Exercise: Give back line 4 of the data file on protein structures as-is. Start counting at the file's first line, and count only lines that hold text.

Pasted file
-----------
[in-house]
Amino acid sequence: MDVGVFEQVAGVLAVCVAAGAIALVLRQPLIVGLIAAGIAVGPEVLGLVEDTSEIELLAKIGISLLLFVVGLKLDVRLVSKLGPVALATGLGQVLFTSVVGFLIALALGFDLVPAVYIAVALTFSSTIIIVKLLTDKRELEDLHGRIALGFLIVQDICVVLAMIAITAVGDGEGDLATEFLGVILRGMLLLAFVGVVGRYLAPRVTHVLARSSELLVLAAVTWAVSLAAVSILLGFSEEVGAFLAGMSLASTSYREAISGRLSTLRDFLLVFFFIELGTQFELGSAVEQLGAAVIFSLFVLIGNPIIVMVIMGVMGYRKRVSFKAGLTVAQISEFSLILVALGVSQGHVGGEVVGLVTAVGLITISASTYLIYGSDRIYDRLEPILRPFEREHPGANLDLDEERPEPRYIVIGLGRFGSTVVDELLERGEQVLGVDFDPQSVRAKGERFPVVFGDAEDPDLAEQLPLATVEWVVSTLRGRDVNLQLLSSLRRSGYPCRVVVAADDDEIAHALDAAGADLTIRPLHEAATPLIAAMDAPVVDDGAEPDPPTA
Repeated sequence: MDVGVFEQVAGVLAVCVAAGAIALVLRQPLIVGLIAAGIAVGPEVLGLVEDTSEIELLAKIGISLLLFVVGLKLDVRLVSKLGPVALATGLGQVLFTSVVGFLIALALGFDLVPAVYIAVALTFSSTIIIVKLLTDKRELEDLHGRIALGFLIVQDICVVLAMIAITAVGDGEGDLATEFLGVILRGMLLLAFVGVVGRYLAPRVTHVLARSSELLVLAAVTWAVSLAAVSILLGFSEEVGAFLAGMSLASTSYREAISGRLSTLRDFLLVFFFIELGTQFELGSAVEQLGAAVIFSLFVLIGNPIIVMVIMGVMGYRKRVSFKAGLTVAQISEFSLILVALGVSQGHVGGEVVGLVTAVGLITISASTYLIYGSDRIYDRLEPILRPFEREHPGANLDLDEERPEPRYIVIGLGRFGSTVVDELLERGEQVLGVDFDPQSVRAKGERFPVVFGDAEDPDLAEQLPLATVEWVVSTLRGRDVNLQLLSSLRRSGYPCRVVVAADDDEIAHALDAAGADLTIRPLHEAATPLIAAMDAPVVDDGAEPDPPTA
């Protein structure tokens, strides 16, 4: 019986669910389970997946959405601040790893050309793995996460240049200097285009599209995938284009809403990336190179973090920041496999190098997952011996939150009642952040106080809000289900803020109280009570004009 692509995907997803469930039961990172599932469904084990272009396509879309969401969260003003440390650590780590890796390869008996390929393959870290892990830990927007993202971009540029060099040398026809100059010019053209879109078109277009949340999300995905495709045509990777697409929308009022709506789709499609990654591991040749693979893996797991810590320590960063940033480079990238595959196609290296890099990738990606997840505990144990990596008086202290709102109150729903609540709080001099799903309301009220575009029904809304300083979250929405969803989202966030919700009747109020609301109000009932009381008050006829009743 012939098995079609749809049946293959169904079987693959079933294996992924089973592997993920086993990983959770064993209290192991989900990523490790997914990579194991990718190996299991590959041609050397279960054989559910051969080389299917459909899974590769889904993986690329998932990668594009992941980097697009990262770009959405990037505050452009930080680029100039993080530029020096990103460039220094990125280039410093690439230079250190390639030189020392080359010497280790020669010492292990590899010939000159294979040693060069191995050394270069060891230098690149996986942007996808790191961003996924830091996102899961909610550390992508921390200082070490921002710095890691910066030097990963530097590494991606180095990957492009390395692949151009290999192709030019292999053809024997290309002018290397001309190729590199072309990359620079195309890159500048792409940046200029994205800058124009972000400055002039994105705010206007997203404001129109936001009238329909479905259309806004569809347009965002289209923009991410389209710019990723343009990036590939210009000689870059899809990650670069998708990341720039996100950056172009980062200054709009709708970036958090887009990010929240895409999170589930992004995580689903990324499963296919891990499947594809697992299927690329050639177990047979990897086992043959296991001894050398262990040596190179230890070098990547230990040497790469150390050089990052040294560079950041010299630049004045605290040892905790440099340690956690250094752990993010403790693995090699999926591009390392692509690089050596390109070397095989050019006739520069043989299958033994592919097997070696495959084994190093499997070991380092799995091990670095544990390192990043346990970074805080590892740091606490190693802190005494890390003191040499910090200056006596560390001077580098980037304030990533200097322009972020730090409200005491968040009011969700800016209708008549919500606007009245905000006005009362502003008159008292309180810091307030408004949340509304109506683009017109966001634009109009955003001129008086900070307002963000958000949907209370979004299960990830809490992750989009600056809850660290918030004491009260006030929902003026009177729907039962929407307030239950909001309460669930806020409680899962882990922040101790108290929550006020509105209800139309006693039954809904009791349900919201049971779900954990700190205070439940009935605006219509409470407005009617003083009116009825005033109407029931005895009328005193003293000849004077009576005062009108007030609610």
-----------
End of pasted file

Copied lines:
């Protein structure tokens, strides 16, 4: 019986669910389970997946959405601040790893050309793995996460240049200097285009599209995938284009809403990336190179973090920041496999190098997952011996939150009642952040106080809000289900803020109280009570004009 692509995907997803469930039961990172599932469904084990272009396509879309969401969260003003440390650590780590890796390869008996390929393959870290892990830990927007993202971009540029060099040398026809100059010019053209879109078109277009949340999300995905495709045509990777697409929308009022709506789709499609990654591991040749693979893996797991810590320590960063940033480079990238595959196609290296890099990738990606997840505990144990990596008086202290709102109150729903609540709080001099799903309301009220575009029904809304300083979250929405969803989202966030919700009747109020609301109000009932009381008050006829009743 012939098995079609749809049946293959169904079987693959079933294996992924089973592997993920086993990983959770064993209290192991989900990523490790997914990579194991990718190996299991590959041609050397279960054989559910051969080389299917459909899974590769889904993986690329998932990668594009992941980097697009990262770009959405990037505050452009930080680029100039993080530029020096990103460039220094990125280039410093690439230079250190390639030189020392080359010497280790020669010492292990590899010939000159294979040693060069191995050394270069060891230098690149996986942007996808790191961003996924830091996102899961909610550390992508921390200082070490921002710095890691910066030097990963530097590494991606180095990957492009390395692949151009290999192709030019292999053809024997290309002018290397001309190729590199072309990359620079195309890159500048792409940046200029994205800058124009972000400055002039994105705010206007997203404001129109936001009238329909479905259309806004569809347009965002289209923009991410389209710019990723343009990036590939210009000689870059899809990650670069998708990341720039996100950056172009980062200054709009709708970036958090887009990010929240895409999170589930992004995580689903990324499963296919891990499947594809697992299927690329050639177990047979990897086992043959296991001894050398262990040596190179230890070098990547230990040497790469150390050089990052040294560079950041010299630049004045605290040892905790440099340690956690250094752990993010403790693995090699999926591009390392692509690089050596390109070397095989050019006739520069043989299958033994592919097997070696495959084994190093499997070991380092799995091990670095544990390192990043346990970074805080590892740091606490190693802190005494890390003191040499910090200056006596560390001077580098980037304030990533200097322009972020730090409200005491968040009011969700800016209708008549919500606007009245905000006005009362502003008159008292309180810091307030408004949340509304109506683009017109966001634009109009955003001129008086900070307002963000958000949907209370979004299960990830809490992750989009600056809850660290918030004491009260006030929902003026009177729907039962929407307030239950909001309460669930806020409680899962882990922040101790108290929550006020509105209800139309006693039954809904009791349900919201049971779900954990700190205070439940009935605006219509409470407005009617003083009116009825005033109407029931005895009328005193003293000849004077009576005062009108007030609610």